Killeen city officials have released the proposed fiscal year 2022 city budget, and the Killeen City Council is expected hear more about it and discuss it at a public meeting Tuesday at City Hall.
At $244.7 million, the proposed budget is $40 million larger than the 2021 budget. Officially proposed by City Manager Kent Cagle, the budget requests $278,049,081 in total appropriations to serve an estimated population of 160,641 Killeen residents. This includes $201,275,115 in operations, $51,737,518 for capital projects, and $25,036,448 for debt service requirements.
The proposed budget allocates some $244.7 million in total expenses, with $240.5 million in revenue, which is 6.1%, higher than last year.
Capital expenses for the entire proposed budget include public safety at $67.8 million, which comprises approximately 27% of general fund services, $40.6 million for water and sewer utilities, which makes up 17% of the budget, and $36.5 million transportation and streets maintenance fees, which makes up another 15%.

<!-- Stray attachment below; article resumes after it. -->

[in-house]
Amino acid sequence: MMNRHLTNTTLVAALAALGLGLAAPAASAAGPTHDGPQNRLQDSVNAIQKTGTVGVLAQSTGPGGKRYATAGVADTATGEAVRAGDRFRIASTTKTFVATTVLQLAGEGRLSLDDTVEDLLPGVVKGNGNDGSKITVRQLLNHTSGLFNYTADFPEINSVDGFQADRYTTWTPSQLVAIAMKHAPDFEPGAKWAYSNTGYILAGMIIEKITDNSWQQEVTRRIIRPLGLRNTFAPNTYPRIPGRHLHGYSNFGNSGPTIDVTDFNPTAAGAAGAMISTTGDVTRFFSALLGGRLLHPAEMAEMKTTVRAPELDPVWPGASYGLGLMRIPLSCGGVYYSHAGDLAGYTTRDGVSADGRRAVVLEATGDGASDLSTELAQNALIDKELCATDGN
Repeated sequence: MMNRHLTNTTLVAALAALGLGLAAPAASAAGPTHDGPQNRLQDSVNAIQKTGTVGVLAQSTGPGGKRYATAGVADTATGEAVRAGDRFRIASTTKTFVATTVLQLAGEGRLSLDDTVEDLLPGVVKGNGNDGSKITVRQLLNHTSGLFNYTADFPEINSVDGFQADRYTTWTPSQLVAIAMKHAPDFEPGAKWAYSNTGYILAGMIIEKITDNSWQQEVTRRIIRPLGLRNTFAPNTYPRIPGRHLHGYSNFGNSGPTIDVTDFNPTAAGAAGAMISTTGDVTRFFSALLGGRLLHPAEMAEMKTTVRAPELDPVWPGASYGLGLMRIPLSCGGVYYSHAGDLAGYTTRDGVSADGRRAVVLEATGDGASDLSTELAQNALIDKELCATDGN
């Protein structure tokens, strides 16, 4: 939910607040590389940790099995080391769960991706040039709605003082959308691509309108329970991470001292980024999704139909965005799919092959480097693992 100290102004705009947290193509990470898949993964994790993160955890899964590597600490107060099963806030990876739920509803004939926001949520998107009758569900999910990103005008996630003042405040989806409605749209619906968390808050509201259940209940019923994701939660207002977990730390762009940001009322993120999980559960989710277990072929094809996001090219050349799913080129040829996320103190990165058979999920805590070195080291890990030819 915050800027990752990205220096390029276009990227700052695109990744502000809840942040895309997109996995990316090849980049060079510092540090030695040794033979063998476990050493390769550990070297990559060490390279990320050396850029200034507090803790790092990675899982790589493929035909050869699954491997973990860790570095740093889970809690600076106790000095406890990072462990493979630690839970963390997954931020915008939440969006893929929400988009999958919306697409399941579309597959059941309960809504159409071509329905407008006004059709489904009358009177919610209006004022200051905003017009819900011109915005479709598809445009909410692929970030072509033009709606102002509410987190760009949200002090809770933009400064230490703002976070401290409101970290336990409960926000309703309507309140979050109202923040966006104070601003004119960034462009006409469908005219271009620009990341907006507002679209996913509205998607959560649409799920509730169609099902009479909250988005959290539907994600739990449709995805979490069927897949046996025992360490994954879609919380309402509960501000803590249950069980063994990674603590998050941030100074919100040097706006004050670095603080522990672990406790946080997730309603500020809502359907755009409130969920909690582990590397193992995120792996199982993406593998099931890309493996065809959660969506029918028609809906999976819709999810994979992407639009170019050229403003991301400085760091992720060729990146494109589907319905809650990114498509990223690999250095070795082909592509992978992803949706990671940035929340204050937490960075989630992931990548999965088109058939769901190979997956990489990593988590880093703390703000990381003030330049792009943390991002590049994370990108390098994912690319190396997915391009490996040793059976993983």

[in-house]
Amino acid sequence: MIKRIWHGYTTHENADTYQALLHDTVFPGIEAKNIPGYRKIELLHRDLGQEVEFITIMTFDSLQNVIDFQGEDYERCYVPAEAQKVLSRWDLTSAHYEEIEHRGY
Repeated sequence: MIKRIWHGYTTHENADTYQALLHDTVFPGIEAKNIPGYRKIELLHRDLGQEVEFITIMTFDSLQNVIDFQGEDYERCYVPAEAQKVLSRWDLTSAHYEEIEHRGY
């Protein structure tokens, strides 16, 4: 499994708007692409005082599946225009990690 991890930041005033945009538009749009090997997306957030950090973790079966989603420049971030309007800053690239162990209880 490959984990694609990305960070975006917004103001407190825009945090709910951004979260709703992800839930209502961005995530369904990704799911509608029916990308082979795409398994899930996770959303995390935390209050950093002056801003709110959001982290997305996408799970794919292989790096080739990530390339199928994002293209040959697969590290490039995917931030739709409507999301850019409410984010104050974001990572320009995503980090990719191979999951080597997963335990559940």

Taxes & Service charges
Taxes make up 74% of estimated and projected revenue, with property and sales taxes making up the majority of income. The Mixed Beverage and Bingo tax was the least profitable, making up only 0.04% of tax revenue.
Also a priority for the proposed budget is a 300% increase in monthly street maintenance fees from $1.70 to $7 per single family equivalent for a revenue increase of $4.3 million — from $1.6 million to $5.9 million. With this new money, the city intends to create a new road-crack seal team, and will use an estimated $5.5 million in revenue to be used for debt service on $60 million of bond issues over the next five years.
Service charges, which includes licensing, ambulance and court fees, are projected to decrease slightly, by about $200,000, or 1.8%.
Additional personnel & Public safety